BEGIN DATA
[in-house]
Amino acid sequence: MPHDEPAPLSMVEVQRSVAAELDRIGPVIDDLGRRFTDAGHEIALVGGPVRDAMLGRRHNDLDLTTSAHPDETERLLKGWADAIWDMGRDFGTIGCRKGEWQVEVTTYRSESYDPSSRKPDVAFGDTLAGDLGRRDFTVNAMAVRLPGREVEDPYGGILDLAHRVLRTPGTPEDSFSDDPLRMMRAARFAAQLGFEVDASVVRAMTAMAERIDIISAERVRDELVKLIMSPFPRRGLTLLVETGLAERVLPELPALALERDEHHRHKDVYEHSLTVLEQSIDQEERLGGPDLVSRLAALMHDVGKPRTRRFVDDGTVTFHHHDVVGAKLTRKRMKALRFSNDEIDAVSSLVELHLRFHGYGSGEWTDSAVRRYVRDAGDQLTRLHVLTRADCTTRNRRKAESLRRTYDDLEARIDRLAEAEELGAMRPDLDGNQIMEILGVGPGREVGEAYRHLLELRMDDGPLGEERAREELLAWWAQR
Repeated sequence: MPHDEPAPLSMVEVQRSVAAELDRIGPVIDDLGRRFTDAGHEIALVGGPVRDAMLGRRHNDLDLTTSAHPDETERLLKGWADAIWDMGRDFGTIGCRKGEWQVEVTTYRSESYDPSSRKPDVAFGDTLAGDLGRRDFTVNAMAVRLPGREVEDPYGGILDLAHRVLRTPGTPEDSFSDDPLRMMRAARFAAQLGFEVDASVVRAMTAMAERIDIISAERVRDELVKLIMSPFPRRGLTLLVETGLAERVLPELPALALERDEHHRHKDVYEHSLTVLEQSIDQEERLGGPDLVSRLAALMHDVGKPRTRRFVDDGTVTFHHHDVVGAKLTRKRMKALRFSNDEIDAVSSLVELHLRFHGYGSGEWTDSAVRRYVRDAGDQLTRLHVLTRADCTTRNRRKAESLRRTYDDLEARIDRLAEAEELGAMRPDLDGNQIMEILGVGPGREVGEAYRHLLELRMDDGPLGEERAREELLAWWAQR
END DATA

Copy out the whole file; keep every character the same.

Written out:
[in-house]
Amino acid sequence: MPHDEPAPLSMVEVQRSVAAELDRIGPVIDDLGRRFTDAGHEIALVGGPVRDAMLGRRHNDLDLTTSAHPDETERLLKGWADAIWDMGRDFGTIGCRKGEWQVEVTTYRSESYDPSSRKPDVAFGDTLAGDLGRRDFTVNAMAVRLPGREVEDPYGGILDLAHRVLRTPGTPEDSFSDDPLRMMRAARFAAQLGFEVDASVVRAMTAMAERIDIISAERVRDELVKLIMSPFPRRGLTLLVETGLAERVLPELPALALERDEHHRHKDVYEHSLTVLEQSIDQEERLGGPDLVSRLAALMHDVGKPRTRRFVDDGTVTFHHHDVVGAKLTRKRMKALRFSNDEIDAVSSLVELHLRFHGYGSGEWTDSAVRRYVRDAGDQLTRLHVLTRADCTTRNRRKAESLRRTYDDLEARIDRLAEAEELGAMRPDLDGNQIMEILGVGPGREVGEAYRHLLELRMDDGPLGEERAREELLAWWAQR
Repeated sequence: MPHDEPAPLSMVEVQRSVAAELDRIGPVIDDLGRRFTDAGHEIALVGGPVRDAMLGRRHNDLDLTTSAHPDETERLLKGWADAIWDMGRDFGTIGCRKGEWQVEVTTYRSESYDPSSRKPDVAFGDTLAGDLGRRDFTVNAMAVRLPGREVEDPYGGILDLAHRVLRTPGTPEDSFSDDPLRMMRAARFAAQLGFEVDASVVRAMTAMAERIDIISAERVRDELVKLIMSPFPRRGLTLLVETGLAERVLPELPALALERDEHHRHKDVYEHSLTVLEQSIDQEERLGGPDLVSRLAALMHDVGKPRTRRFVDDGTVTFHHHDVVGAKLTRKRMKALRFSNDEIDAVSSLVELHLRFHGYGSGEWTDSAVRRYVRDAGDQLTRLHVLTRADCTTRNRRKAESLRRTYDDLEARIDRLAEAEELGAMRPDLDGNQIMEILGVGPGREVGEAYRHLLELRMDDGPLGEERAREELLAWWAQR